Difficulty Controlling Distance 

Many golfers find it difficult to control distance when chipping left hand low. This is because the left hand is weaker and less coordinated than the right hand for most people, making it harder to control the speed and distance of the shot.

Limited Shot Selection

Left hand low chipping is best for short chip shots, but it may not work as well for longer shots or shots that require more loft. This limits the variety of shots that a golfer can play with this technique.

It’s important to note that not all golfers will experience these disadvantages when chipping left hand low. Some golfers may find that this technique works well for them and helps them improve their chipping. However, it’s important to be aware of the potential downsides and to practice the technique thoroughly before using it in a round of golf.

Who Chips Left Hand Low?

Left-hand low chipping is a technique many golfers (both pros and amateurs) like to use. In addition to Matt Fitzpatrick, other notable golfers who have used this technique include Chris Couch and Vijay Singh.

Alternative Chipping Techniques

If you’re not comfortable with chipping left-hand low, there are other techniques you can try. Here are a few:

Traditional Chipping

This technique involves placing your hands together on the grip and keeping your weight on your front foot. It’s a simple and effective technique that many golfers use.

Hinge and Hold

This technique involves keeping your wrists firm and using your body to control the club. It can be a bit more difficult to master, but it can be very effective once you get the hang of it.

Flop Shot

This technique is used when you need to get the ball up and over an obstacle. It involves opening the clubface and hitting the ball with a high, soft shot.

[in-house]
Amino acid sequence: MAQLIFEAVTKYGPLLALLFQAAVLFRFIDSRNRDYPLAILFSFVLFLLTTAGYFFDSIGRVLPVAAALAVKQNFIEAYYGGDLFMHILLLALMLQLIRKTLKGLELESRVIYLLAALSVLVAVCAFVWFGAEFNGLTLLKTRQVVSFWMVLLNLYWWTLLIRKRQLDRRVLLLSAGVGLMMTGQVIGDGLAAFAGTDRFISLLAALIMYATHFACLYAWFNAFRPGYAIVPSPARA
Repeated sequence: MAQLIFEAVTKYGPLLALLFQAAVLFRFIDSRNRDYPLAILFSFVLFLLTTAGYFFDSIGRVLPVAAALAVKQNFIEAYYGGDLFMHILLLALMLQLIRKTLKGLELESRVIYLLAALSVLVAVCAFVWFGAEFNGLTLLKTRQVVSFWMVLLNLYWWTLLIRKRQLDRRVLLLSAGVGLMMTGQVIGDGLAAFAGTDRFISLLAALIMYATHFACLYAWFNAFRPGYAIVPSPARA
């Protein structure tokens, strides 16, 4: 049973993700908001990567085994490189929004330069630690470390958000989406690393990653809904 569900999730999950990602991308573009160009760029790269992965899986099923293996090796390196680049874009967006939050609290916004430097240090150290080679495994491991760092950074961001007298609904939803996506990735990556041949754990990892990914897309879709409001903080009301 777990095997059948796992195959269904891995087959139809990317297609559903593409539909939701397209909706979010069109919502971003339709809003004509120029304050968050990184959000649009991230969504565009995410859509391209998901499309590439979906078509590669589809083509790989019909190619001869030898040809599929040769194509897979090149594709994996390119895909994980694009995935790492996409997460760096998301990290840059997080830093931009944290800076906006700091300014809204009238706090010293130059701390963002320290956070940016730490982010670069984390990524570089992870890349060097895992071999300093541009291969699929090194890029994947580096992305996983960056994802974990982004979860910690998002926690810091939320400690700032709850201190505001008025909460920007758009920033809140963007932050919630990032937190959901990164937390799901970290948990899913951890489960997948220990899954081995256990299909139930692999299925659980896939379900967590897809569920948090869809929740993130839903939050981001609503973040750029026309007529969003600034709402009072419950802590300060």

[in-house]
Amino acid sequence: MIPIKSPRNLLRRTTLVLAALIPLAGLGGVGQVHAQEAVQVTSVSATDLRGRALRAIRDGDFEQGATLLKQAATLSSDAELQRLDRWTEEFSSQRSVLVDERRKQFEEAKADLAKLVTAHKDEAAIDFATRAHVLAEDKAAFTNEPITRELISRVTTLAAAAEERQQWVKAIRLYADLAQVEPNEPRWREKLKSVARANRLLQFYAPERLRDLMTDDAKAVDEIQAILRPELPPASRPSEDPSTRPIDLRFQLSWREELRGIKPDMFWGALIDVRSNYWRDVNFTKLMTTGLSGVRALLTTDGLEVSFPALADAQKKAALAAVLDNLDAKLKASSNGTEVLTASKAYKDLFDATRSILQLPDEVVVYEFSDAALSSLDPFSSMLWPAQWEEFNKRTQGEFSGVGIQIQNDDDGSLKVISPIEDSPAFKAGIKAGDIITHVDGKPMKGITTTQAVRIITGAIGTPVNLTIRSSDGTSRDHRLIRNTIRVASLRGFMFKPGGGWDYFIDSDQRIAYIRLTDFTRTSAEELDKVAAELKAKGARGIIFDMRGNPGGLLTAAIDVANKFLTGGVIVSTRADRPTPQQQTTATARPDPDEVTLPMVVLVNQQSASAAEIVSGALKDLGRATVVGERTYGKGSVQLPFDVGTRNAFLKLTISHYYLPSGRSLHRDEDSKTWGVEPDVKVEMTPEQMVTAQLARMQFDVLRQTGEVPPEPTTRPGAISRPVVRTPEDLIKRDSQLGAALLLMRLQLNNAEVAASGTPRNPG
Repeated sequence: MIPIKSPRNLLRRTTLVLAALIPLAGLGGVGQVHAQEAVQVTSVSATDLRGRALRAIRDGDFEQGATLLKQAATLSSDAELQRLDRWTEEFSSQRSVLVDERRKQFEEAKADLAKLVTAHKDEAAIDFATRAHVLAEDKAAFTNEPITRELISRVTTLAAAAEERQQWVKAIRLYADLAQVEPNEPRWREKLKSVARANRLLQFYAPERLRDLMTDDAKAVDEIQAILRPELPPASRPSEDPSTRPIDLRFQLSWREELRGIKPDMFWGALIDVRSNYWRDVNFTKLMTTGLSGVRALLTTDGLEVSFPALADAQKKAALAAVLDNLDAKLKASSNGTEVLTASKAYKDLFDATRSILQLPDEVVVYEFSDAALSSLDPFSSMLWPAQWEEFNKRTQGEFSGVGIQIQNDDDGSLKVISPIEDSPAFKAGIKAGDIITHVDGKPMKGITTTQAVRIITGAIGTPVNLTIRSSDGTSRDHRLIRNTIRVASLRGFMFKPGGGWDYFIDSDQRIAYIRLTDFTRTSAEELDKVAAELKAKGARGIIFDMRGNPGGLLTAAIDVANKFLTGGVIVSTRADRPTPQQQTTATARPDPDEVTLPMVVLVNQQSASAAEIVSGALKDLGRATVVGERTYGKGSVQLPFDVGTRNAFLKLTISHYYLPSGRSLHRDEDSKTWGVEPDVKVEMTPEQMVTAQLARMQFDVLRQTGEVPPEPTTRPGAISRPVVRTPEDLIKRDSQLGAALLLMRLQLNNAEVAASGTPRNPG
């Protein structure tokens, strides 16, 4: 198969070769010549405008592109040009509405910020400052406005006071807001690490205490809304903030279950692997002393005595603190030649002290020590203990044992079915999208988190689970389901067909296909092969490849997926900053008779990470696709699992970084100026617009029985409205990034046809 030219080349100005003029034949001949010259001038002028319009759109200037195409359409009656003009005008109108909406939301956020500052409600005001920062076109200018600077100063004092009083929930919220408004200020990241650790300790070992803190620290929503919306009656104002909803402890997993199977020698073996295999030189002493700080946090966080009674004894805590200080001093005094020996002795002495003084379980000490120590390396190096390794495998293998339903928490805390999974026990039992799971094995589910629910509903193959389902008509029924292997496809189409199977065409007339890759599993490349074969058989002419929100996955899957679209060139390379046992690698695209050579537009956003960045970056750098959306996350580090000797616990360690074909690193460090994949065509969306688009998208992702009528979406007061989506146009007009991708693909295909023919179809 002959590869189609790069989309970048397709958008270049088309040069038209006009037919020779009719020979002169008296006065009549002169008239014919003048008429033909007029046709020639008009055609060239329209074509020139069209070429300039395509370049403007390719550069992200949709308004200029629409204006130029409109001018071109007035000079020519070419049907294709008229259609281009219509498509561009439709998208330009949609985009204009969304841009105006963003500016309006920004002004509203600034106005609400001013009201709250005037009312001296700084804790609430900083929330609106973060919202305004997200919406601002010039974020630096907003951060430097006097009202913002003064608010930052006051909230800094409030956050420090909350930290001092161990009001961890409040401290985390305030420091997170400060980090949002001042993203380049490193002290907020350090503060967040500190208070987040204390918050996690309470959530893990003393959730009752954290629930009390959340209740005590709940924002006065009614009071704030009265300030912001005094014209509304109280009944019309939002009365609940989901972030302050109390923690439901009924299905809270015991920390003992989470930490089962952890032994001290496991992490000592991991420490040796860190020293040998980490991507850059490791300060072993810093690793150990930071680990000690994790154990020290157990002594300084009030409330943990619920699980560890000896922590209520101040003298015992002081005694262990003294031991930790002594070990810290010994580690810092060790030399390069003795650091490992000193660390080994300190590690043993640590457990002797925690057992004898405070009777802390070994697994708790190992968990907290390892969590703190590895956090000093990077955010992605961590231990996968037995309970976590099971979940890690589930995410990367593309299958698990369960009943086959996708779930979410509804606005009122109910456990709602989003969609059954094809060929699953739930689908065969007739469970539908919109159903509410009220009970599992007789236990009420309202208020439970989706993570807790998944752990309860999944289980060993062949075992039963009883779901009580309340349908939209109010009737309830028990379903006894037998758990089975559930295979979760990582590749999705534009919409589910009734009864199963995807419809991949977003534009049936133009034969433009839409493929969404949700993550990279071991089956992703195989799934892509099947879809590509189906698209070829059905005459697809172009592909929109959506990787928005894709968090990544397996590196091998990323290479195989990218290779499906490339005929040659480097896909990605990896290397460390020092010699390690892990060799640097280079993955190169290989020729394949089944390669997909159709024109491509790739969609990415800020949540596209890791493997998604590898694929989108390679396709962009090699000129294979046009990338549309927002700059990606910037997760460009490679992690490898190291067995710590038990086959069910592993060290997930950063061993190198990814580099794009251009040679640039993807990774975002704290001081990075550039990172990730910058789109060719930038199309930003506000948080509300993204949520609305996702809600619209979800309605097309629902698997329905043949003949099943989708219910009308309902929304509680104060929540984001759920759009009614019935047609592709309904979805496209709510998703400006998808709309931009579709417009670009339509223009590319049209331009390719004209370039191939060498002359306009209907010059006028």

Bonus Tip – For the most comprehensive guide on chipping, including flop shots, bump and runs, and bunker shots, see our golf chipping and golf chipping technique pages.

The Cut line

If you’re tired of the same old chipping style, we’d recommend giving left-hand low chipping a try! Based on our firsthand experience, once you try this technique, you’ll wonder how you ever chipped without it.

Left hand low chipping gives you more confidence and control than the traditional grip. This makes it an excellent choice for golfers who struggle with wrist stability or right-hand control.

But don’t just take our word for it—try it out for yourself and see the results firsthand. Remember, every golfer is different, and what works for one may not work for another. So, experiment with different techniques and find what works best for you.

At the end of the day, it’s all about how you move the ball.

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AUTHOR

Tommy is a confirmed golf fanatic. He's been playing golf for 20 years and just loves everything about the game. His dad used to play golf a lot and watch the PGA and European Tours, so Tommy started watching too. Now he knows a lot about golf and loves to coach people and help them play better.